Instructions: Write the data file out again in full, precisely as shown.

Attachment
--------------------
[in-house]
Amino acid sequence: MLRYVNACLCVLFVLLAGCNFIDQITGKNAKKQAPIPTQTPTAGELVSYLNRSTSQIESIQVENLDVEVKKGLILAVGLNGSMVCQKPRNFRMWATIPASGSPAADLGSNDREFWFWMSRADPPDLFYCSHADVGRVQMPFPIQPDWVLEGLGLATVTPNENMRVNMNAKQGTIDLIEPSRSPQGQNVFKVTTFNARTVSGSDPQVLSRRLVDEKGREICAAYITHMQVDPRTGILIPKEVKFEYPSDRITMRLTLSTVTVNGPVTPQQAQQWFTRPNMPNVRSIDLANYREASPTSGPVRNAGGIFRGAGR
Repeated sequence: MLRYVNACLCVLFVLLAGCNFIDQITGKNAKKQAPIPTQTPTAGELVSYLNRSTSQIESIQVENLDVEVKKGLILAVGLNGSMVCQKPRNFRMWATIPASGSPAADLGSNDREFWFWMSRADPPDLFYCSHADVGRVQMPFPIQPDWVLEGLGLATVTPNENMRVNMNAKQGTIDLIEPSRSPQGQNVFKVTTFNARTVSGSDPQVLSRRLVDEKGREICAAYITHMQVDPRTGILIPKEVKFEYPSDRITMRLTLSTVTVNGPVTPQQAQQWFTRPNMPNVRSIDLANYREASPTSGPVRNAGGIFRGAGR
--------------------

[in-house]
Amino acid sequence: MLRYVNACLCVLFVLLAGCNFIDQITGKNAKKQAPIPTQTPTAGELVSYLNRSTSQIESIQVENLDVEVKKGLILAVGLNGSMVCQKPRNFRMWATIPASGSPAADLGSNDREFWFWMSRADPPDLFYCSHADVGRVQMPFPIQPDWVLEGLGLATVTPNENMRVNMNAKQGTIDLIEPSRSPQGQNVFKVTTFNARTVSGSDPQVLSRRLVDEKGREICAAYITHMQVDPRTGILIPKEVKFEYPSDRITMRLTLSTVTVNGPVTPQQAQQWFTRPNMPNVRSIDLANYREASPTSGPVRNAGGIFRGAGR
Repeated sequence: MLRYVNACLCVLFVLLAGCNFIDQITGKNAKKQAPIPTQTPTAGELVSYLNRSTSQIESIQVENLDVEVKKGLILAVGLNGSMVCQKPRNFRMWATIPASGSPAADLGSNDREFWFWMSRADPPDLFYCSHADVGRVQMPFPIQPDWVLEGLGLATVTPNENMRVNMNAKQGTIDLIEPSRSPQGQNVFKVTTFNARTVSGSDPQVLSRRLVDEKGREICAAYITHMQVDPRTGILIPKEVKFEYPSDRITMRLTLSTVTVNGPVTPQQAQQWFTRPNMPNVRSIDLANYREASPTSGPVRNAGGIFRGAGR